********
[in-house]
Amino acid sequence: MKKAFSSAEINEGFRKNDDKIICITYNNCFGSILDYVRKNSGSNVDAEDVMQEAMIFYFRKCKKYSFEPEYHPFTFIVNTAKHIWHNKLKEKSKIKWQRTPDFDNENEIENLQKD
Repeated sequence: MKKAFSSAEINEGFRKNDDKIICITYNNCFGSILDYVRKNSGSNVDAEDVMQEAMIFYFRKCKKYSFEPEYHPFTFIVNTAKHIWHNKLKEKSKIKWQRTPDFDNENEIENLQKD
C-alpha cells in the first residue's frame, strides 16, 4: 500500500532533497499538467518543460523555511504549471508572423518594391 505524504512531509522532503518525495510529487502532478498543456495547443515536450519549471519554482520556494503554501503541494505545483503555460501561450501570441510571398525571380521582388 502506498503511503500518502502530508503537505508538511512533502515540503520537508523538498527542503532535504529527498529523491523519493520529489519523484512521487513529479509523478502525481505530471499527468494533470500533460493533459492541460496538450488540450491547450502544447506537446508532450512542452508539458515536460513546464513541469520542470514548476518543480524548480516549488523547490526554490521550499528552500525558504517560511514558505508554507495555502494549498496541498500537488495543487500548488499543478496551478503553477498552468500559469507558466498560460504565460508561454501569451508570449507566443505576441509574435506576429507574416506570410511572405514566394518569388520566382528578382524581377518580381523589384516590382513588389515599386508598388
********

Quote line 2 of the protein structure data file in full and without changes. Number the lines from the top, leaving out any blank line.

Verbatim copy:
Amino acid sequence: MKKAFSSAEINEGFRKNDDKIICITYNNCFGSILDYVRKNSGSNVDAEDVMQEAMIFYFRKCKKYSFEPEYHPFTFIVNTAKHIWHNKLKEKSKIKWQRTPDFDNENEIENLQKD